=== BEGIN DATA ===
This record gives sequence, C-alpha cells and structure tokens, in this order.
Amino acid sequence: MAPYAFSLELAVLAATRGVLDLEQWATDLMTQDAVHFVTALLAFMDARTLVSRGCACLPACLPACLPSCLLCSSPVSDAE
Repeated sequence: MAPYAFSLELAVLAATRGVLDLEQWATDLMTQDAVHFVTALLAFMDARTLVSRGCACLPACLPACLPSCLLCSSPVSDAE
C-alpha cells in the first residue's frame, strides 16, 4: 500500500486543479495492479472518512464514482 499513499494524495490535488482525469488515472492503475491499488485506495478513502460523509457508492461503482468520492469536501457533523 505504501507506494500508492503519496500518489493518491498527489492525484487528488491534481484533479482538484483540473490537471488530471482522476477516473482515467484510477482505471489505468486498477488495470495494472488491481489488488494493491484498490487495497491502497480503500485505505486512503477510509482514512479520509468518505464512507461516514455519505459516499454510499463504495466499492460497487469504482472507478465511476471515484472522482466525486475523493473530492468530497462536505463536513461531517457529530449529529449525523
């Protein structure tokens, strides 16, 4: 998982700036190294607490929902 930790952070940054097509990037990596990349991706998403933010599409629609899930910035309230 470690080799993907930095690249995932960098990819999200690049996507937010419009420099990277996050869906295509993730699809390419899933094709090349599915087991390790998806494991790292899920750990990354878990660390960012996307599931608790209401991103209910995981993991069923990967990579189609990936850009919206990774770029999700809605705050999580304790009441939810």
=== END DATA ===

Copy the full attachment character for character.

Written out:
This record gives sequence, C-alpha cells and structure tokens, in this order.
Amino acid sequence: MAPYAFSLELAVLAATRGVLDLEQWATDLMTQDAVHFVTALLAFMDARTLVSRGCACLPACLPACLPSCLLCSSPVSDAE
Repeated sequence: MAPYAFSLELAVLAATRGVLDLEQWATDLMTQDAVHFVTALLAFMDARTLVSRGCACLPACLPACLPSCLLCSSPVSDAE
C-alpha cells in the first residue's frame, strides 16, 4: 500500500486543479495492479472518512464514482 499513499494524495490535488482525469488515472492503475491499488485506495478513502460523509457508492461503482468520492469536501457533523 505504501507506494500508492503519496500518489493518491498527489492525484487528488491534481484533479482538484483540473490537471488530471482522476477516473482515467484510477482505471489505468486498477488495470495494472488491481489488488494493491484498490487495497491502497480503500485505505486512503477510509482514512479520509468518505464512507461516514455519505459516499454510499463504495466499492460497487469504482472507478465511476471515484472522482466525486475523493473530492468530497462536505463536513461531517457529530449529529449525523
């Protein structure tokens, strides 16, 4: 998982700036190294607490929902 930790952070940054097509990037990596990349991706998403933010599409629609899930910035309230 470690080799993907930095690249995932960098990819999200690049996507937010419009420099990277996050869906295509993730699809390419899933094709090349599915087991390790998806494991790292899920750990990354878990660390960012996307599931608790209401991103209910995981993991069923990967990579189609990936850009919206990774770029999700809605705050999580304790009441939810």